Keep it short & sharp one pager is good

MT2017 Wed 29-Apr-20 17:32:32

I would never say that you hadn't done x. Phrase it as strengths in the other areas, not weaknesses.

But you could always say that a future focus to do [something specific] would be x if you needed to mention it.

I think your asd might be making it harder as you should be trying to "sell" what you've done, rather than concentrate on the exact things. So not lying but presenting the best side of you, if that makes sense.

ICouldHaveBeenAContender Wed 29-Apr-20 21:09:27

If you have genuinely not had the opportunity to carry out some of the activities in your job description, I would expect you to state this.

We do interim appraisals for new staff after their first 3 months. Nobody has ever carried out the full range of activities at that point. It's not a failing by them, it's the nature of the job - some things only happen once a quarter / once a year and so on, or need experience of other activities before you can move on.

Focus on what you have done. Think about the activities you are working independently in; then the (more complex or less frequent) ones that you have completed under minimal supervision, then ones you have close supervision etc.

If you believe you require training or development support to achieve some of those you don't feel confident in, state that. It's a positive thing to recognise that you don't know everything and want to learn. It's also fine to state how you learn best: some people like to read a detailed manual and work it out for themselves, some like to follow a step-by-step instructions comprising words and pictures (eg screenshots or pictures of "good" and "bad" examples, some learn best from seeing someone do a task and following along - if you know what works for you, say so; don't expect your manager to guess (but don't moan either - be positive and constructuve).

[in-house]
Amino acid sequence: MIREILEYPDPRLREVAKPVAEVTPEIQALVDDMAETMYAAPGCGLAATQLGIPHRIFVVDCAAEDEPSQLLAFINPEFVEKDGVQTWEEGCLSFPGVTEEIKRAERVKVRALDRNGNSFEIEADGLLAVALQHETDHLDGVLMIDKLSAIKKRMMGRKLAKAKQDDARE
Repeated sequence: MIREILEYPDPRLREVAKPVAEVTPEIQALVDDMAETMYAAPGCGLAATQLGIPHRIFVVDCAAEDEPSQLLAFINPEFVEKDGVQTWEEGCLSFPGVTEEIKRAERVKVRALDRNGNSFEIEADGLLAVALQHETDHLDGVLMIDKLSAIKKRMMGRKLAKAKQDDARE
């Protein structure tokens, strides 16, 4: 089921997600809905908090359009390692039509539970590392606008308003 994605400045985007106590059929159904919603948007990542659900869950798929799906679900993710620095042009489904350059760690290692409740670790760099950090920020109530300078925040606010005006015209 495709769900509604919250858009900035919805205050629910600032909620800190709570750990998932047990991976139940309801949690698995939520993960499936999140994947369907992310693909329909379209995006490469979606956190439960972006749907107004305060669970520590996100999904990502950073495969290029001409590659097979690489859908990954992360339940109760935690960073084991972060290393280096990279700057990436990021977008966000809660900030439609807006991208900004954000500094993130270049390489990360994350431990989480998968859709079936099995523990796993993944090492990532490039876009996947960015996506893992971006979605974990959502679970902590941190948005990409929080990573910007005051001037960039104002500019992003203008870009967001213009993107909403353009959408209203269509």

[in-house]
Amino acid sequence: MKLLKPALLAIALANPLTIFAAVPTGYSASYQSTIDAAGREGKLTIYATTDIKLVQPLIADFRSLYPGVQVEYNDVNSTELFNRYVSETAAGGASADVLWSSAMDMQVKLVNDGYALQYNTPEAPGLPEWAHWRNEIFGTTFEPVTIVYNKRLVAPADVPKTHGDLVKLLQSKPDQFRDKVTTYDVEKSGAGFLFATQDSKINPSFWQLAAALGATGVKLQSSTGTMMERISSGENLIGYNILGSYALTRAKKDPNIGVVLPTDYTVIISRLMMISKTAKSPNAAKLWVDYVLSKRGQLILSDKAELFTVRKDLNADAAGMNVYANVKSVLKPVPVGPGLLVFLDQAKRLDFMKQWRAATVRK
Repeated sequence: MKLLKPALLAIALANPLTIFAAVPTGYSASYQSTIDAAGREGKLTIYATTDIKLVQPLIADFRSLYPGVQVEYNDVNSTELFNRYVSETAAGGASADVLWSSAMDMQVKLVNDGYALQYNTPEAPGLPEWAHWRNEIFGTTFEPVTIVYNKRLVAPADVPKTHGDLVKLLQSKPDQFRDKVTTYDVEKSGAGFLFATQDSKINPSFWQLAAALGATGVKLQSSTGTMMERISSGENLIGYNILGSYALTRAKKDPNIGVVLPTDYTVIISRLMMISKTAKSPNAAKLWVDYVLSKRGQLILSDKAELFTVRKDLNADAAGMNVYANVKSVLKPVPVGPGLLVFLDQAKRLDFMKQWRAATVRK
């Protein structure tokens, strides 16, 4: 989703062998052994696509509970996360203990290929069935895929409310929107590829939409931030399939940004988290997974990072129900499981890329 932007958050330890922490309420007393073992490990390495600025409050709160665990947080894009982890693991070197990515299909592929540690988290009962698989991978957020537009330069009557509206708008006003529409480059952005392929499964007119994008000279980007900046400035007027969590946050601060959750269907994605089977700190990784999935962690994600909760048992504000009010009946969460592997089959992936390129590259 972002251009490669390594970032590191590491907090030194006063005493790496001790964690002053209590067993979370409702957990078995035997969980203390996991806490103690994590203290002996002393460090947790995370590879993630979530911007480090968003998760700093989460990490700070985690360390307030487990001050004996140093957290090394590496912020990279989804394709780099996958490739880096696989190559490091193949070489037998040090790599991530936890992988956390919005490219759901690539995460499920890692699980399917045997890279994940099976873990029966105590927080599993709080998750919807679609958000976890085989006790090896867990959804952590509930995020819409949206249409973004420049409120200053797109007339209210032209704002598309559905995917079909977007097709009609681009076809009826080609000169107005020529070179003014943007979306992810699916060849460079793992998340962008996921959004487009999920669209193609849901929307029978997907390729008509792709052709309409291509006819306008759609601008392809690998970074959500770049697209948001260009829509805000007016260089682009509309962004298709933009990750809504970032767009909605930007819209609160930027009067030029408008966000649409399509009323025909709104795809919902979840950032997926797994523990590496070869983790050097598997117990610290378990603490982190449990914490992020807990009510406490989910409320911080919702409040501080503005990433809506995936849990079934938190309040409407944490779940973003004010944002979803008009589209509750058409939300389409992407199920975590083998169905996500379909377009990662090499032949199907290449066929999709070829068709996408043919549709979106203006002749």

Don't stress about it, just capture the facts as they stand at the time you complete it.


daisychain01 Thu 30-Apr-20 17:43:56

Does your employer know you have ASD?

It would be in your best interests to declare this to your manager. It puts an obligation on them to support you by not giving you vague tasks that give you stress and expect you to struggle on alone.

Your responsibility in thIs is to tell them what you can and cannot deal with eg

I find it difficult to .... execute a task if it's too vague and open ended.
I work best when..... I'm given clear tasking with a description of what's expected and a date by when to deliver it.

That sort of style puts the responsibility on them to support your request and not try and make you deliver impossible tasks that quite frankly a lot of people would struggle with even if they don't have asd!

WeAllHaveWings Thu 30-Apr-20 20:15:14

Your goals should have been SMART - Specific, Measurable, Achievable, Realistic, and Timely.

Doesn't sound like yours were which will make it difficult for both you or your manager to fairly assess.

I would put down positive comments for those you have achieved, highlighting anything at all where you can say you exceeded what was expected or added value.

For those you haven't completed? Think about the SMART as to why, were they not realistic or measurable. We're you not given the opportunity? If not ask for the opportunity for your next goals.

Make sure your next goals are SMART before agreeing to them.